The mode that I played downstairs on the expo floor was a kind of death match between the monster and the players, except the monster had an objective to fulfill as well. Will there be game modes where the reverse is true?

Jonathan: Well that’s a two-part question, so the first part is: Will there be other game modes and the answer is yes, but we haven’t announced any yet. Right now we’re showing the “Hunt” game mode, which is the kind of “core” experience of Evolve – that kind of 4v1 ‘hunt’, you know, it starts out with the four hunters trying to hunt down the monster and kill it as quickly as possible, while the monster is trying to hunt down wildlife and other things in the game world in order to eat, get more powerful and stage up. The tables kind of turn once the monster has staged up twice to it’s largest size and then the monster goes after the hunters. One other thing that happens once the monster gets to stage three is an objective becomes available to the monster as an alternate way of winning.

So the hunters can hunt down and kill the monster, but the monster has the option to either kill all of the hunters or go after a power relay, which is basically powering whatever the facility in the map is. This is an alien planet which has been colonised by humans, so there’s always a facility and humans in distress, right? So the monster will have the option to destroy that, that facility, through the power relay – so that is an alternate objective which is specific to the hunt mode, there will be other modes which introduce other ways to win the game.


Someone said earlier that this year at PAXAus you’ve had over 250 copies of the game available for play, will there be any changes that people can expect from any gameplay data collected from the con?

Jonathan: Well, major changes at this point – there’s not a lot of time until February, right? So I don’t know if we’ll be making any major changes, a lot of what we’ll be doing is balance and tuning. A big part of this alpha test was to make sure our infrastructure was solid, test our servers and make sure they’re working, that matchmaking is working, we’ve introduced the progression system into the alpha, so one of the things we’re paying attention to is how people are progressing through that system, does it feel right? Is it the right amount of time to unlock each character? The right amount of time to master them and to fully level them up?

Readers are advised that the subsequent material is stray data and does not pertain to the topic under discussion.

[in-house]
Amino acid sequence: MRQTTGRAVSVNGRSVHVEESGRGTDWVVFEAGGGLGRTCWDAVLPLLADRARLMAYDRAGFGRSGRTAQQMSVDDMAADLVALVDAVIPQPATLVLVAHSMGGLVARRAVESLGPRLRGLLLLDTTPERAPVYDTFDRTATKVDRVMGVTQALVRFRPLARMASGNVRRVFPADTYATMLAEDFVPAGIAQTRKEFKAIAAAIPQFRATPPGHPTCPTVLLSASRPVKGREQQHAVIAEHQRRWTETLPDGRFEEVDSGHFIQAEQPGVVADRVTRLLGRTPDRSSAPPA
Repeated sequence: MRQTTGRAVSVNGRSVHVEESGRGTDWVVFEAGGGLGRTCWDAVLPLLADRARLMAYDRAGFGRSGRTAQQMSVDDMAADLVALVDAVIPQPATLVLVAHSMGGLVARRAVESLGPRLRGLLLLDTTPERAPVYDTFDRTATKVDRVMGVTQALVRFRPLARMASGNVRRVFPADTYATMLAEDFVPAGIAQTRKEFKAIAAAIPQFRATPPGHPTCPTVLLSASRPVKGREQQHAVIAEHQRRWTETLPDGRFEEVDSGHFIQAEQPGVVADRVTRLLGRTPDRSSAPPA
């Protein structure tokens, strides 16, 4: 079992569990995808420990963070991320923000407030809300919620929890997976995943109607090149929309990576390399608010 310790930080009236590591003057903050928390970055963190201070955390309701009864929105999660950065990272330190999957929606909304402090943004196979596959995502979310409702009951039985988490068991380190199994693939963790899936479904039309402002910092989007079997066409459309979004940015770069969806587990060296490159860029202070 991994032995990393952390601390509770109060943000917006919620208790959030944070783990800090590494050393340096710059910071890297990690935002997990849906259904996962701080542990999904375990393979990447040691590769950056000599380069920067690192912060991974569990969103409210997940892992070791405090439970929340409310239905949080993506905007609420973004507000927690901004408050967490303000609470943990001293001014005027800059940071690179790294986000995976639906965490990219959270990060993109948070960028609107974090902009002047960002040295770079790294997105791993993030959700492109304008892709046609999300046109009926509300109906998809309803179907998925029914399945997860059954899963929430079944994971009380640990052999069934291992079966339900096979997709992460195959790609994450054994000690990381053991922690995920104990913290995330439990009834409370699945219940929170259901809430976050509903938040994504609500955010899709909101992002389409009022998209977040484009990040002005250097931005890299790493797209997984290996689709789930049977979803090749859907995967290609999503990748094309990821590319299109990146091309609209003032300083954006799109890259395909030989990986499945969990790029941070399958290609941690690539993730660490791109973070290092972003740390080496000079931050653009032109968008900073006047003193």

We’re looking at a lot of the little details, we’ve setup a lot of knobs for us to turn to tune this thing, to make it a really awesome experience. We fully intend to keep doing that, so one of the things that we wanted to do with this alpha was to give ourselves the first opportunity to test this on a massive scale and figure out how this is working and make sure it’s as awesome as possible for when we launch in February.


Having brought this to PAXAus and a few other cons now, what is it you guys try to get out of these conventions other than ‘Hey, look what we’ve made’?

Jonathan: Well, that’s one of the initial things, right? We’ve spent the entire campaign saying that our biggest thing is that we’re not gonna sit you down and show you a driven, scripted presentation. We’re gonna give you a controller, or a keyboard and mouse, and just let you go and tell us what you think about it. Getting the game in front of people’s eyes is the best thing we can do for ourselves, for the game and for the people who are going to be buying the game.

If everyone out there is loving it then we’re doing something right, if there’s stuff that people don’t like then we take that feedback, we’ll go back and try to fix that. Because at the end of the day when we release it, it’s not our baby anymore – it’s everybody’s baby, right? So, we want to make sure that everybody’s happy with it and the best way is to come to shows like this and get it into peoples hands.

Are you guys going to be updating the game post release?

Jonathan: We do have plans for DLC post-launch and all types of content – we haven’t announced anything specific, except for the first monster which you’ll get for free if you pre-order the game. So, by the nature of us announcing our pre-order incentive, we’ve somewhat hinted at the fact that we’ll be doing DLC monsters. So you can kind of imagine from there the possibilities of what will be available later on. We fully intend to support Evolve post-launch with content and updates.



Evolve is developed by Turtle Rock studios and is being published by 2K games. It’s currently scheduled for release on February 10, 2015 for Windows, PS4 and XBox One. You can check out Turtle Rock’s official site for the game here and you can check out their Steam page here.

Patrick Waring

Patrick Waring

Executive Editor at GameCloud
A lifelong Perthian, Paddy is a grumpy old man in a sort-of-young body, shaking his virtual cane at the Fortnites and Robloxes of the day. Aside from playing video games, he likes to paint little mans and put pen to paper, which some have described as writing. He doesn't go outside at all anymore.
Patrick Waring